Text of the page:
Three Predictions on Artificial Intelligence and the Future of Education

By David Lariviere

If a technology company talked about the end of computers, it would raise some eyebrows.

So when Andreas Oranje, a principal research director at Educational Testing Service (ETS), made a recent presentation at SXSW and predicted “when it comes to education, we will speak no more of things like assessment and testing,” it created a buzz. A testing company saying there will be no more testing?

It was the first of three predictions Oranje made in looking at the impact artificial intelligence (AI) could make in the classroom within the next decade. “I actually started to try to capture what the future of education and the future of classrooms would look like and what people will be doing and (the predictions) kind of bubbled up,” he explains.

“So there are plenty of people railing against testing or assessment, but when someone from ETS says it, it’s different,” adds Oranje.

Oranje doesn’t mean that testing will go away but that assessments will change. “Instead of having these somewhat artificial events where you have an assessment and you’re just looking at the end product, we design learning experiences where we follow the student throughout the learning process,” he explains. Examples of future assessments are virtual and augmented reality simulations and interacting with a massive open online course (MOOC) or game-based learning experiences.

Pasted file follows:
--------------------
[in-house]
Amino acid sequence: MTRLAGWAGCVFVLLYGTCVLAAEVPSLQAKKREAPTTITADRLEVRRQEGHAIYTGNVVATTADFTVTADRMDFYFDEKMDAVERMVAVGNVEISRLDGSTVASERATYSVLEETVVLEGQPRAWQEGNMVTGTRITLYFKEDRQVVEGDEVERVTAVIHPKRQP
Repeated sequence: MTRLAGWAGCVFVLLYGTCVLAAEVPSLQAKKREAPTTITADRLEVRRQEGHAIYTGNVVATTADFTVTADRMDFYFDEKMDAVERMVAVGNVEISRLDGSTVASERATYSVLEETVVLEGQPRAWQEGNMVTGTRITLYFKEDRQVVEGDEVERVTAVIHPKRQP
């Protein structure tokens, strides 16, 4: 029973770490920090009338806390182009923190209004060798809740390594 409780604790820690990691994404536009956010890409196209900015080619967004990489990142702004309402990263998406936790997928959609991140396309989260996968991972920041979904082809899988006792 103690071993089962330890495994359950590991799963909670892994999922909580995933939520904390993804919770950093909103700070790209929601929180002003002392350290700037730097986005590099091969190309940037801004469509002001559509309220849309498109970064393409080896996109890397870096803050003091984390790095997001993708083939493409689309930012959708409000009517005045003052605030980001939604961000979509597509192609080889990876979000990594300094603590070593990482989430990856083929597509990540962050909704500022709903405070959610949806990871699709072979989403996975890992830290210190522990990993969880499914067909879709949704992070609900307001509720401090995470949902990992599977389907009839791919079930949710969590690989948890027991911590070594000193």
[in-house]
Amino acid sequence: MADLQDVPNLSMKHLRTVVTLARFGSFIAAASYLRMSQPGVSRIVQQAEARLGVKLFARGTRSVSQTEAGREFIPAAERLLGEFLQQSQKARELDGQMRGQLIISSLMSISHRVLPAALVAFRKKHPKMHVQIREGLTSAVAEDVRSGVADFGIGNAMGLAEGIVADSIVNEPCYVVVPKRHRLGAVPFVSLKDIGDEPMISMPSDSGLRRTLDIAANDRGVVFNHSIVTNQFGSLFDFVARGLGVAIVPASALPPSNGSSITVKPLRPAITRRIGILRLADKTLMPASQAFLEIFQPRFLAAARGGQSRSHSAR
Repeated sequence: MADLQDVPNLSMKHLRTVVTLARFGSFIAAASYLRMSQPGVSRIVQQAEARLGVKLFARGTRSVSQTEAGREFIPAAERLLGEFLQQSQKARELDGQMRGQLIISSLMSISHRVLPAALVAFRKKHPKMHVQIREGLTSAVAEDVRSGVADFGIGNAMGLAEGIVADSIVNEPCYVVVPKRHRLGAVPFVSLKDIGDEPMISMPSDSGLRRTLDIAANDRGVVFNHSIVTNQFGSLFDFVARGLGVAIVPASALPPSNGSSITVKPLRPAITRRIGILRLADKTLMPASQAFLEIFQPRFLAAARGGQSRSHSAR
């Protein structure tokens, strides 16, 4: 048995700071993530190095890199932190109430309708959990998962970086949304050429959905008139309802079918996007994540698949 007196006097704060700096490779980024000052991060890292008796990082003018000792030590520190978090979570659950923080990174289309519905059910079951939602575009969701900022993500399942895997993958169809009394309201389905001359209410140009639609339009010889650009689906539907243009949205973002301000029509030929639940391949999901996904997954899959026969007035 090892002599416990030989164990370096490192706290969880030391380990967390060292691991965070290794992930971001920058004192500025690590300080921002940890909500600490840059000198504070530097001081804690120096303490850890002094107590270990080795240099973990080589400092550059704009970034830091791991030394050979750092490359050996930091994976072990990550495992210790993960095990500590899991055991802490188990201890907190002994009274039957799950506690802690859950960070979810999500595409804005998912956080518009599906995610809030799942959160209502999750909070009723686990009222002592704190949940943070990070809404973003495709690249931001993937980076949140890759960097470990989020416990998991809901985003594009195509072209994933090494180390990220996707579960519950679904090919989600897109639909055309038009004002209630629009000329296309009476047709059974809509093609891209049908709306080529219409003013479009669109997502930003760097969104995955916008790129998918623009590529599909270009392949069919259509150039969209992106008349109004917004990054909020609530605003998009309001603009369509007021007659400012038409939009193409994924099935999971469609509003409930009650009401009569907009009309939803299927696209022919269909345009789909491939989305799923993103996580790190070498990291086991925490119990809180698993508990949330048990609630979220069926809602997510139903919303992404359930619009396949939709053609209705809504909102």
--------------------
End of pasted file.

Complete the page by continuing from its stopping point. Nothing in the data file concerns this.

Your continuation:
His second prediction is that only those who have a strong understanding of what data is actually important and why will be able to succeed. “People may think of education as this undiscovered field of data and it’s not,” Oranje states. Along with student privacy restrictions, Big Data is often bloated with unusable and even incorrect information, so simply having access to a lot of information doesn’t give someone an edge and can do harm. It’s those who can separate the wheat from the chaff who will be the ones creating true, meaningful innovations, and that requires substantive understanding.

Prediction number three is that “at least 95 percent of the current educational technology offerings will be gone” in a decade. “It goes back to the Big Data discussion as well in that you can harvest tons of data but, if it’s not inherently meaningful and connecting to some experience, what good is it?,” wonders Oranje. “The ed-tech that’s going to survive is what is most useful to teachers, that is developed by and for teachers, and that makes their job more meaningful.”

When asked if he’s confident that his three bold predictions will come true, Oranje snaps, “absolutely not. They’re predictions.” But then he clarifies: “I’m confident it will happen, but it will not happen everywhere at the same time. It’s like that famous quote (by sci-fi author William Gibson) — the future is already here, but it’s not uniformly distributed.”